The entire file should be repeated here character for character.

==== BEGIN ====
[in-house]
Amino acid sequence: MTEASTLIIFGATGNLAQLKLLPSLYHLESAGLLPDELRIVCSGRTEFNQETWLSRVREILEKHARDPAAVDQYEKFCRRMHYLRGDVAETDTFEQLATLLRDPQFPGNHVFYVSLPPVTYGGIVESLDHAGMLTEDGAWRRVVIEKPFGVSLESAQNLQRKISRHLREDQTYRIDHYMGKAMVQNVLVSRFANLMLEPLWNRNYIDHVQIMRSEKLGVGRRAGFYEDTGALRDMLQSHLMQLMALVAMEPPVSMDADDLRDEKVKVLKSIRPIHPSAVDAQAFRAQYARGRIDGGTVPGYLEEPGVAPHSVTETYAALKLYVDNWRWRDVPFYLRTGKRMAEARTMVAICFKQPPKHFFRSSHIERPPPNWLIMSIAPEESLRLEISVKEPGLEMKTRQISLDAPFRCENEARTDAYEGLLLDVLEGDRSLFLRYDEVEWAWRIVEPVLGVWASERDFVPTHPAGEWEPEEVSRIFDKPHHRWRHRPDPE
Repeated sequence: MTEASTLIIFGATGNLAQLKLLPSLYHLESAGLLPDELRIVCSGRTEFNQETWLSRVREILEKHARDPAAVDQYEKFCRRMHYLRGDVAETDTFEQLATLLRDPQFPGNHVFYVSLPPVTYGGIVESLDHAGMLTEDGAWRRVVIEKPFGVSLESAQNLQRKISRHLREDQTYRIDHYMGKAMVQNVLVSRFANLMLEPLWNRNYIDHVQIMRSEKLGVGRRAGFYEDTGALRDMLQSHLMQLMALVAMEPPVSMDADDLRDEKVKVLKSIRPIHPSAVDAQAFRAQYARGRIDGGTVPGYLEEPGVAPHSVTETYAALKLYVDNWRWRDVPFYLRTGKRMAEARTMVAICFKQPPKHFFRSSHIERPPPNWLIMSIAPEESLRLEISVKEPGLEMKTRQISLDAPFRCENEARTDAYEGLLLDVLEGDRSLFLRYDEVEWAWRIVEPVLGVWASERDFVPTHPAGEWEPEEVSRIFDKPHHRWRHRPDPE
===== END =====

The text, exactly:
[in-house]
Amino acid sequence: MTEASTLIIFGATGNLAQLKLLPSLYHLESAGLLPDELRIVCSGRTEFNQETWLSRVREILEKHARDPAAVDQYEKFCRRMHYLRGDVAETDTFEQLATLLRDPQFPGNHVFYVSLPPVTYGGIVESLDHAGMLTEDGAWRRVVIEKPFGVSLESAQNLQRKISRHLREDQTYRIDHYMGKAMVQNVLVSRFANLMLEPLWNRNYIDHVQIMRSEKLGVGRRAGFYEDTGALRDMLQSHLMQLMALVAMEPPVSMDADDLRDEKVKVLKSIRPIHPSAVDAQAFRAQYARGRIDGGTVPGYLEEPGVAPHSVTETYAALKLYVDNWRWRDVPFYLRTGKRMAEARTMVAICFKQPPKHFFRSSHIERPPPNWLIMSIAPEESLRLEISVKEPGLEMKTRQISLDAPFRCENEARTDAYEGLLLDVLEGDRSLFLRYDEVEWAWRIVEPVLGVWASERDFVPTHPAGEWEPEEVSRIFDKPHHRWRHRPDPE
Repeated sequence: MTEASTLIIFGATGNLAQLKLLPSLYHLESAGLLPDELRIVCSGRTEFNQETWLSRVREILEKHARDPAAVDQYEKFCRRMHYLRGDVAETDTFEQLATLLRDPQFPGNHVFYVSLPPVTYGGIVESLDHAGMLTEDGAWRRVVIEKPFGVSLESAQNLQRKISRHLREDQTYRIDHYMGKAMVQNVLVSRFANLMLEPLWNRNYIDHVQIMRSEKLGVGRRAGFYEDTGALRDMLQSHLMQLMALVAMEPPVSMDADDLRDEKVKVLKSIRPIHPSAVDAQAFRAQYARGRIDGGTVPGYLEEPGVAPHSVTETYAALKLYVDNWRWRDVPFYLRTGKRMAEARTMVAICFKQPPKHFFRSSHIERPPPNWLIMSIAPEESLRLEISVKEPGLEMKTRQISLDAPFRCENEARTDAYEGLLLDVLEGDRSLFLRYDEVEWAWRIVEPVLGVWASERDFVPTHPAGEWEPEEVSRIFDKPHHRWRHRPDPE